Portrait of a failed psychoanalysis10/10
NYMPHOMANIAC is the most exciting, intelligent film I have seen in a long time. The moment I saw Seligmann shuffle out of his apartment to Rammstein, I knew I was in the hands of a filmmaker I could trust. This scene was the first of many at which I found myself exulting inside. GO, LARS, GO! NYMPHOMANIAC is von Trier's F-14 and he takes it on bombing run after bombing run, destroying a different pious hypocrisy each time. The film is full of all sorts of audacious touches that no other filmmakers working today have the guts or brains to include in their boring, sentimental, ideological films.
NYMPHOMANIAC is also very funny.
What I liked best about NYMPHOMANIAC was its total refusal of the consolations of ideology. Sexuality is presented truthfully, which is to say, as something which simply cannot be integrated into the smooth social order without one or the other being damaged. No one in the movie has a "healthy" sexuality. In a certain sense, the nymphomaniac herself is the closest thing to a healthy person in that she refuses to adhere to any of the hypocritical moral orders represented by the other characters, from conformism to abstinence to impotent cognitive-behavioral therapy to S&M to crime and so on. She is a stain no matter where she goes and in this sense she incarnates the truth, which also has the status of a permanent stain.
At the same time that von Trier does everything right, he gets everything wrong, but in the best possible way. NYMPHOMANIAC reminded me of the book that OJ Simpson wrote in which he describes how he would have killed Nicole and Ron "if he had done it". What OJ wrote is a confession in scare quotes, one in which every detail is present except the most important one, namely, the actual acknowledgment of guilt. NYMPHOMANIAC has the same structure, although instead of being the story of a murder, it is the story of a psychoanalysis.
A troubled person on a bed is encouraged to speak to a learned, wise, benevolently neutral man who is sitting next to the bed. She is encouraged to tell her whole story. He will refuse judgment and simply listen.
Over the course of a psychoanalysis, patterns and unlikely coincidences slowly take shape and are spotted by the analysand, who eventually comes to recognize them at their true value, namely as the traces of an emergent repressed discourse. Lars von Trier has brilliantly condensed and rendered this process by making Joe's story full of improbable coincidences. How much of this really happened and how much of it is a delusion? Could she really have run into Jerome so many times? Could she really have had a vision of the Whore of Babylon as a pubescent girl? Etc.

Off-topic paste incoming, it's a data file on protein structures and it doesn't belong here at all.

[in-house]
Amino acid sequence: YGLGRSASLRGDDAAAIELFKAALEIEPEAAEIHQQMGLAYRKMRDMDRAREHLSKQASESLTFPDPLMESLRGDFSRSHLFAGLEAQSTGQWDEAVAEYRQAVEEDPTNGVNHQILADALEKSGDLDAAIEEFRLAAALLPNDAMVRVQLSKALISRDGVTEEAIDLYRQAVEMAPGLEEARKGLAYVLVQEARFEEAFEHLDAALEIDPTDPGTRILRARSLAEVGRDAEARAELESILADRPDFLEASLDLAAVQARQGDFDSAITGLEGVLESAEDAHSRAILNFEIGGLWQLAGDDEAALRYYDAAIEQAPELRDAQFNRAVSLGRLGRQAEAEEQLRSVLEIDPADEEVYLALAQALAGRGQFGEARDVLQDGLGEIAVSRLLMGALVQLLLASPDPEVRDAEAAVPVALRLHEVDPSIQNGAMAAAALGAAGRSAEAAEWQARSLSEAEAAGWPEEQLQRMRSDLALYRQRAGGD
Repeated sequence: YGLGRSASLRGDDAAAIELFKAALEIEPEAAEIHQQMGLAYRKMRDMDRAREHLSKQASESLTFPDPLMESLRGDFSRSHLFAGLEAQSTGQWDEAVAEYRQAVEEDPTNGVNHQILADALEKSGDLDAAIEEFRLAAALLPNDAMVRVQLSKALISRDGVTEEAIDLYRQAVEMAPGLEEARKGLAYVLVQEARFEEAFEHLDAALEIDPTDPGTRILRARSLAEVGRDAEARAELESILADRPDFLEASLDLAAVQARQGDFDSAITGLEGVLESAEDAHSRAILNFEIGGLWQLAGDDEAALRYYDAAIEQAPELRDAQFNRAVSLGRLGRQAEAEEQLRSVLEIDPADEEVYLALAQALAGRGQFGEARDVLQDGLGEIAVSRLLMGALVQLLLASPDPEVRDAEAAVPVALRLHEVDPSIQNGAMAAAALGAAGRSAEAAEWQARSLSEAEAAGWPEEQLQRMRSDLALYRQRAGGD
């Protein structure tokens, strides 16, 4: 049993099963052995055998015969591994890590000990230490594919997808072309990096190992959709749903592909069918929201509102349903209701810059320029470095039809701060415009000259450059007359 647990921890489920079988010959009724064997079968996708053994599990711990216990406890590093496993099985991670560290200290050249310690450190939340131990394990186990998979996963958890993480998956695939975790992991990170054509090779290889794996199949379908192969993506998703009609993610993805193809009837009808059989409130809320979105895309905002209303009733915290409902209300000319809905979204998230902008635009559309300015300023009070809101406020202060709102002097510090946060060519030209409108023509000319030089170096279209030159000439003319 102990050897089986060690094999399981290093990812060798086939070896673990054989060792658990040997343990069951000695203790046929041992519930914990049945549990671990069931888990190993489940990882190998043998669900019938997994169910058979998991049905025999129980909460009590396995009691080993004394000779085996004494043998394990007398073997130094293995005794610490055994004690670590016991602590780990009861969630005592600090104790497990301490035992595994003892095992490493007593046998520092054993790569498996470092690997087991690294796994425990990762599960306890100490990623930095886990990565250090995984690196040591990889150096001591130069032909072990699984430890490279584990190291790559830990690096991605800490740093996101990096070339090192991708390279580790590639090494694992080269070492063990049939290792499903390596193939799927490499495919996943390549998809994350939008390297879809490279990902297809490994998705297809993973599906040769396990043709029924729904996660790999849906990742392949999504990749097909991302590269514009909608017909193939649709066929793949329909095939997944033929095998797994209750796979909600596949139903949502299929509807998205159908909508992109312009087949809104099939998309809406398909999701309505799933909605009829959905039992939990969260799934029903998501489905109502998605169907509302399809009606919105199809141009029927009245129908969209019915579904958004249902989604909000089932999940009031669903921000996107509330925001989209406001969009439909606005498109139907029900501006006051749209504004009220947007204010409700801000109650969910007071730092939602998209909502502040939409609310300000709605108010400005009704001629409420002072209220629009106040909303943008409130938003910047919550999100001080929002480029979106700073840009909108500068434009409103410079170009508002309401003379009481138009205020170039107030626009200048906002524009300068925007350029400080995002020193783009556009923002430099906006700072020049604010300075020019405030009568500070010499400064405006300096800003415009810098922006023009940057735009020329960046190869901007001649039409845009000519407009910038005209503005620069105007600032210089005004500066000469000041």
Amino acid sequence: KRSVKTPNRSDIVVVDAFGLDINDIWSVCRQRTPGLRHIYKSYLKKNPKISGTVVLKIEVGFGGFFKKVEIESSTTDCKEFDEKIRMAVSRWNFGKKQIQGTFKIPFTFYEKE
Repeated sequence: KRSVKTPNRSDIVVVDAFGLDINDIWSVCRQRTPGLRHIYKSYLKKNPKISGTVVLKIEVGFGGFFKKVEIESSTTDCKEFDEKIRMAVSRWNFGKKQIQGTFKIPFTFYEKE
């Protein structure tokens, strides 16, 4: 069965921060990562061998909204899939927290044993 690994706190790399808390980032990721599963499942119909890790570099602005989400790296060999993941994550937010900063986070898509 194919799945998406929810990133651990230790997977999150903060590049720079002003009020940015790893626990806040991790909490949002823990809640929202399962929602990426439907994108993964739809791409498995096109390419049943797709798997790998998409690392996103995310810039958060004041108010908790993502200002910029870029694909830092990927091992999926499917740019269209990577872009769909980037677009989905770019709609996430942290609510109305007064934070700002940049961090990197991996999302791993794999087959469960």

The sex life of Joe starts and ends with the exact same scenario: 3+5=8. This circularity is also characteristic of the psychoanalytic process. An analysis reaches its conclusion when the analysand recognizes that she has done nothing but repeat, again and again, her own contingent, sexualized unconscious interpretation of a traumatic encounter. By superimposing this sum on the screen, von Trier condenses and renders visible the fundamentally signifying, even meaningless kernel of the compulsion to repeat trauma that Freud called the death drive. Joe's analysis comes to an end when she is able to witness how insubstantial and senseless her compulsion is. All tied up, right?
And then Seligmann tries to have sex with Joe! At this moment everything crumbles. The moment he whips it out, Seligmann invalidates the nascent story that has begun to emerge from between the lines of her official story. The fragile consistency of this new liberating interpretation of Joe's story is entirely dependent on Joe's confidence in Seligmann's ability to see clearly where she can only dimly intuit. His actions prove to her retroactively that he heard nothing but her symptomatic demand to be used, and in so doing he symbolically annuls her true desire.
Such an ending is a logical necessity in that Seligmann's "asexuality" is completely hypocritical, as is Joe's decision to renounce her sexuality. Here we see why a psychoanalyst must go through analysis himself: if he does not, he can only validate the patient's resistances. Since Seligmann has not integrated his own sexual drives, he is incapable of leading Joe to such an integration. All he can do is lead Joe to his own failed neurotic solution: a refusal of sexuality. But Joe incarnates the intractable stain of truth, which is also the stain of sexuality, and as such she necessarily explodes Seligmann's hypocrisy.
It all holds together. Where von Trier gets it all wrong is in his implicit condemnation of psychoanalysis. Here von Trier is properly perverse. His entire movie is a truthful "confession" and then, like OJ, he winks and tells us that it was all hypothetical. This last act of resistance invalidates everything that came before it, conveniently rendering the exercise sterile and allowing Joe/von Trier to continue ignoring the truth and enjoying their symptoms. In Joe's case, the symptom is nymphomania. In von Trier's case, the symptom is his gratuitous melancholia, his nihilism. Were he to take the quotation marks off of his confession, he would risk facing the consequences of his act, namely freedom with all of its attendant complications and miseries.
Lars walks us right up to the edge and then fails to take the last decisive step. I do not think that this failure takes anything away from the film. On the contrary, this final gesture transforms the film from a poignant depiction of psychological suffering into a meta-depiction of the attachment to this suffering. This is even a necessity, inasmuch as psychological suffering itself always has, by its very nature, such a double structure.